This is what I have instead of a Bucket List, lists of things that I can complete without having to travel too far. I like to work my way through bodies of work and know that they’re done. I enjoy it. Some of these lists are closed (like seeing every Shakespeare play) and some grow, either once a year (like Man Booker Prize winners or Oscar Winners) or at more frequent intervals (UK Number 1 Hit Singles). See below for a summary, or drop down the Projects Menu for more details.
Summary: To see at least one stage production of every Shakespeare play
Progress: Thanks to the BBC Complete Works season I managed to see every Shakespeare play, either on stage or in a film / TV adaptation, by the spring of 2004. Thanks to the 2006 RSC Complete Works season I had seen at least one stage production of every play by the end of October 2006. (I completed the set with their rather experimental version of “Timon of Athens” in Stratford-on-Avon.)
In the Spring of 2015 I decided to read (or re-read) each play and see if I could complete the cycle of stage productions again. I don’t read anywhere near as much as I would like but figured I could read one play per week (or one Act per day, 5 days out of 7).
Up to December 2015 “Coriolanus” is the only play that I have seen just once on stage but there are currently no planned productions in the UK.
As of 2 December I have read 34 of the 37 plays, some (like “Twelfth Night) over the course of an evening while others (like “Love’s Labour’s Lost” or “Much Ado About Nothing”) were a real struggle, taking weeks rather than days. The three that remain: “Henry VIII”, “Timon of Athens”, “The Tempest”.
Booker Prize Winners
Summary: to read every Booker (or Man Booker) Prize winner
Progress: Everything up to the 2012 winner (Hilary Mantel’s “Bring up the bodies”) but I haven’t worked my way through the last three winners: “The Luminaries”, “The Narrow Road to the Deep North” or “A Brief History of Seven Killings”.
Every UK Number 1 in order
Summary: to hear every UK #1 single, in order, from Al Martino’s “Here in my heart” through to today.
Progress: complete to November 2015. This was a rather strange soundtrack to the autumn of 2015. There’s a Spotify playlist “Every UK Number One Single – 1952-2015”, nearly 80 hours long. For some songs there are cover versions rather than the originals (all 17 Beatles #1s for instance) but in most cases I nipped out to the web to find an original, somewhere. I am not the same person I was before I started this venture. There were only 12 different songs at #1 in 1992, but a staggering 42 different #1s in 2000
A UK Number 1 from every year
Summary: to learn how to play and sing at least one UK #1 single for every year from 1955 to now.
Progress: just about there, but I’m rather rusty on some of the selections. Every time two or more of us are gathered at a piano I ask whoever I’m with to name a year between 1955 and 2014 and I play a song from that year. I have only been caught out once, before I had mastered a song from 1956. Some years are easier than others.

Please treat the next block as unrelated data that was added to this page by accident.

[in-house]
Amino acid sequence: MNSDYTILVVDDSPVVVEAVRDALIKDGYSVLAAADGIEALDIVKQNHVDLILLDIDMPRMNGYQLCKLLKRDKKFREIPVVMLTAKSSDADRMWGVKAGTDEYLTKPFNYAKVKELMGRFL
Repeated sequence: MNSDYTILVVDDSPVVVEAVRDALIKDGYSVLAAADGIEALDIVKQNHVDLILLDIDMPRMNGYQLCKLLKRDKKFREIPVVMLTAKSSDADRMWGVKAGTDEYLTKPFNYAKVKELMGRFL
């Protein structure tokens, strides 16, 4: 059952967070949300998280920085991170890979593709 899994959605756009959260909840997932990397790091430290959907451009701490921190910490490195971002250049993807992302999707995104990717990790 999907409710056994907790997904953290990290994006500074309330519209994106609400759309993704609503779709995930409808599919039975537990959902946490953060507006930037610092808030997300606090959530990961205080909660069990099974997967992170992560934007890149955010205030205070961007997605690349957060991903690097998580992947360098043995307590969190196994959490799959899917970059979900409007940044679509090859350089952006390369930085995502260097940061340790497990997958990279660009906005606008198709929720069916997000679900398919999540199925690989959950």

Summary: to see every major Oscar winner (Best Picture, Best Director, Best Actor, Best Actress, Best Supporting Actor, Best Supporting Actress) of my lifetime
Progress: Finished, up to and including 2015. I was born in the 1960s and have seen every major Oscar winner since 1947. My friends Steve and Clare are involved in a similar project, to see every Best Picture Winner in date order, starting with 1972 (“The Godfather”). Last time we spoke about this they had got stuck at 1991 (“Silence of the lambs”).
“Desert Island Discs”
This isn’t a project like the others, aiming to read through or watch a body of work, or tick items off a list, but the BBC’s archive of “Desert Islands Discs” episodes is a remarkable resource. For many years even the most recent episode of the show was unavailable on their “Listen Again” or iPlayer service. If I was unable to hear an episode when broadcast on a Friday or Sunday I missed it. With digital TV, from autumn 2000 onwards, I was able to record episodes (onto video originally, then onto hard drives) but before that I missed a lot of episodes. Now I can go back and catch up on almost anything, or hear again episodes that I first heard nearly 30 years ago. Do yourself a favour, check out the archive, but be prepared to lose a few hours. You can stream or download the episodes. I like to download them, batch them up and listen to two or three at a time. My friend Steve has just started doing this too, two episodes on his drive to work and two on the way home. It almost makes me wish I was commuting by car again.